How Do High-Death Rpgs Even Work?!

Tuesday , 11, April 2017 20 Comments

Aaron B. writes in with a question:

“Okay, that frequency of deaths is new to me, so I’m intrigued. I really like this idea of not seeing a new character as a hero with a destiny that the player is immediately attached to. As a practical matter, though, what do you do when it happens? Roll a new character, who….pops out of the bushes and suddenly offers to take Deadmeat’s place?”

This will play out in a variety of ways depending on the scenario.

In B2: Keep on the Borderlands, players start off at the titular keep. With the Moldvay Basic rules, it takes one hour to roll up characters and explain the game and about two hours to play out the first trip to the Caves of Chaos. In the time it takes for the players to hash out their next move and purchase equipment, replacement characters will have been rolled up. Subsequent delves will take between one and two hours each and will have a wild range of outcomes, from utter disaster to minimal loot to epic success. Any new adventurers that join the hijinx are deemed to have just shown up to the borderlands in order to get in on the gold-rush and may enter play any time that the party returns to their home base at the Keep.

In X1: Isle of Dread, the players have arrived to a remote island. Replacement characters are harder to justify, so you end up with friendly cat-men, cave men, and tribal peoples joining up as hirelings and replacement PCs as characters succumb to the meatgrinder. Contemporary players expect to either “clean out” the island or else to have exactly the amount of resources to find the inevitable “end game” fight and win the prize… but in reality, they need to scout around looking for any reasonably lucrative opportunity, pull the D&D equivalent of a heist, and then hustle back to civilization to declare that leveling up two or three characters is sufficiently awesome no matter what ever else happened. Alternately, players could settle in to their matriarchal village with the intent of hanging around for a calculated and systematic domain-building exercise. But as with retreating, out-of-the-box thinking rarely seems to cross contemporary players’ minds. New school players expect to be shown the rails directly and then play a part in a de facto script. They’re just not used to having to make a decision about what an adventure objective really ought to be, whether in the dungeon or the wilderness.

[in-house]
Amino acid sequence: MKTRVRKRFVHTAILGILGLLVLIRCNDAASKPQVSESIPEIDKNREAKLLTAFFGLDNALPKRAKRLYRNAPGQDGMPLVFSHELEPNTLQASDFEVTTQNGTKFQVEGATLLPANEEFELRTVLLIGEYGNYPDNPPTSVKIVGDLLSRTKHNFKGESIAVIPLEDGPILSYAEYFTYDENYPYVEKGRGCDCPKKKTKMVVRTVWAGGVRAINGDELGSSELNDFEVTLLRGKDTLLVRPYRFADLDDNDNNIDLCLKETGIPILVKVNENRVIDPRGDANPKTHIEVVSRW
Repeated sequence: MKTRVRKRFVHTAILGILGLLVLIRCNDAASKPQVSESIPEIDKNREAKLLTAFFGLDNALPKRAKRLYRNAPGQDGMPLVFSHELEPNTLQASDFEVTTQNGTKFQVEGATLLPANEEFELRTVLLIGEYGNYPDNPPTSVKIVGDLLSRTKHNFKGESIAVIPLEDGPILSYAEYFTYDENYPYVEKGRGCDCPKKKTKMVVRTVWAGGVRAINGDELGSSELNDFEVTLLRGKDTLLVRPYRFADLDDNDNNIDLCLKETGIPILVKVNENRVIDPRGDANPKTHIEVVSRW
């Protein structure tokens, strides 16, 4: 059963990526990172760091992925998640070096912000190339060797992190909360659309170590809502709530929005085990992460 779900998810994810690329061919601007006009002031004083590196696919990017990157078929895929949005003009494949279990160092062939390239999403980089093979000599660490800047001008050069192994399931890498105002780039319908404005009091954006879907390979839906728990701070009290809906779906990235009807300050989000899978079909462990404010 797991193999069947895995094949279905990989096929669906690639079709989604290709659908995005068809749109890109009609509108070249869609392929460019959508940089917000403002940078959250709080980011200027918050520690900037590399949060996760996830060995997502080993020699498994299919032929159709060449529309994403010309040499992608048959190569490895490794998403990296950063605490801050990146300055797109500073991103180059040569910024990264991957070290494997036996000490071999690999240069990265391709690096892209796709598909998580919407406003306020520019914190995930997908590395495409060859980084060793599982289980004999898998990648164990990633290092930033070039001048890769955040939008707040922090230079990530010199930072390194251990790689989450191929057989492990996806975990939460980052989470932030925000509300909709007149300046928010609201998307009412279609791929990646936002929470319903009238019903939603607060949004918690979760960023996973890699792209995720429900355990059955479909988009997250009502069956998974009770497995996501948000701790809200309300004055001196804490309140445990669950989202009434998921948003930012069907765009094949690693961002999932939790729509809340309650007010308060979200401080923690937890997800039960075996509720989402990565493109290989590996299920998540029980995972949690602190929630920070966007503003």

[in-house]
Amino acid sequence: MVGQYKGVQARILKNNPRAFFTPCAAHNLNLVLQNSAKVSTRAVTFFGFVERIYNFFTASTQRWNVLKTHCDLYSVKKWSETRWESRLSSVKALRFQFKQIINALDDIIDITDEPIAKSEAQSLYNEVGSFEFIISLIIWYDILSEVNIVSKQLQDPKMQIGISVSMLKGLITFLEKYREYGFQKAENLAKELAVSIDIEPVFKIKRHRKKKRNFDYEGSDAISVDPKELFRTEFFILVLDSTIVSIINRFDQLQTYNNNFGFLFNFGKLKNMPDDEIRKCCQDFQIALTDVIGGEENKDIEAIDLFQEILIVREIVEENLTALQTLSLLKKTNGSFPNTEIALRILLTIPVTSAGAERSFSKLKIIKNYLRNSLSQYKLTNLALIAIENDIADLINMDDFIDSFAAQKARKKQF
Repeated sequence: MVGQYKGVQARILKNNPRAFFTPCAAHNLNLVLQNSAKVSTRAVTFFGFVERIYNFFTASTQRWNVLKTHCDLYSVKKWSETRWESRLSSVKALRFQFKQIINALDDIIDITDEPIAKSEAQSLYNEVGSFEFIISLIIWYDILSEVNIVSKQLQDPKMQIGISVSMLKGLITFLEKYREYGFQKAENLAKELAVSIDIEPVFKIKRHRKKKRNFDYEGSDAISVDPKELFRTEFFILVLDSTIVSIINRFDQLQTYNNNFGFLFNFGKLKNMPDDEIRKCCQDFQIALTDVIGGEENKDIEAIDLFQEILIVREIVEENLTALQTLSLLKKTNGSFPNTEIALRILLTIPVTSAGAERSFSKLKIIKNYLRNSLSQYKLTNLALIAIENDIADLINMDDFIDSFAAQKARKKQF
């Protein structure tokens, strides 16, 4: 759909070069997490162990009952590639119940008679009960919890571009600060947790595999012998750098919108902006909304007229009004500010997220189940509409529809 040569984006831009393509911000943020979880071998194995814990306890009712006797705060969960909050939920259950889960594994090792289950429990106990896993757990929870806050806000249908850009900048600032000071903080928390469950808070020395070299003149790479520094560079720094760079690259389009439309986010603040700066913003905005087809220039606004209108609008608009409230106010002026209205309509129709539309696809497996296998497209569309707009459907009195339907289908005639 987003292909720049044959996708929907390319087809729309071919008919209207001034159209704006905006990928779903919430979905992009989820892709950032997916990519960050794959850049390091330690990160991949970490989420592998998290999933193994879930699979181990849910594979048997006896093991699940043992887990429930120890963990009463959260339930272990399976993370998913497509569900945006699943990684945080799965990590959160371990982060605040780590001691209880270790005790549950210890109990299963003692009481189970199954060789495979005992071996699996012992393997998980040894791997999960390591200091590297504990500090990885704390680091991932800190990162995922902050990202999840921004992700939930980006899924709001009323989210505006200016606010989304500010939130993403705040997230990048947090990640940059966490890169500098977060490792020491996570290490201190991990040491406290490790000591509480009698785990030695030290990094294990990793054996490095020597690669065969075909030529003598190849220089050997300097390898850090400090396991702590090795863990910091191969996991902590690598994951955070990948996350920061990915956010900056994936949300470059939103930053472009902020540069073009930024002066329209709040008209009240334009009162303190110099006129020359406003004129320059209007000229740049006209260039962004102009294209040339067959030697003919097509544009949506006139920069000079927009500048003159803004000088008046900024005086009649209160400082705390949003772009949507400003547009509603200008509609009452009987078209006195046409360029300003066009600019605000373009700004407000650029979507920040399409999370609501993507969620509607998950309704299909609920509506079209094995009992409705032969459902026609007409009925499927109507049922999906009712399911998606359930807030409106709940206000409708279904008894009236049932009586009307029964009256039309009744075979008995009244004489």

20 Comments
  • DanH says:

    Henchmen and hirelings.
    This was another facet of play that the oft-maligned encumbrance rules drove quite well.

  • instasetting says:

    Multiverser has the high death thing in that you die and travel to another universe. Now this does allow the creation of high level characters who might well have a trail of unfinished quests behind them.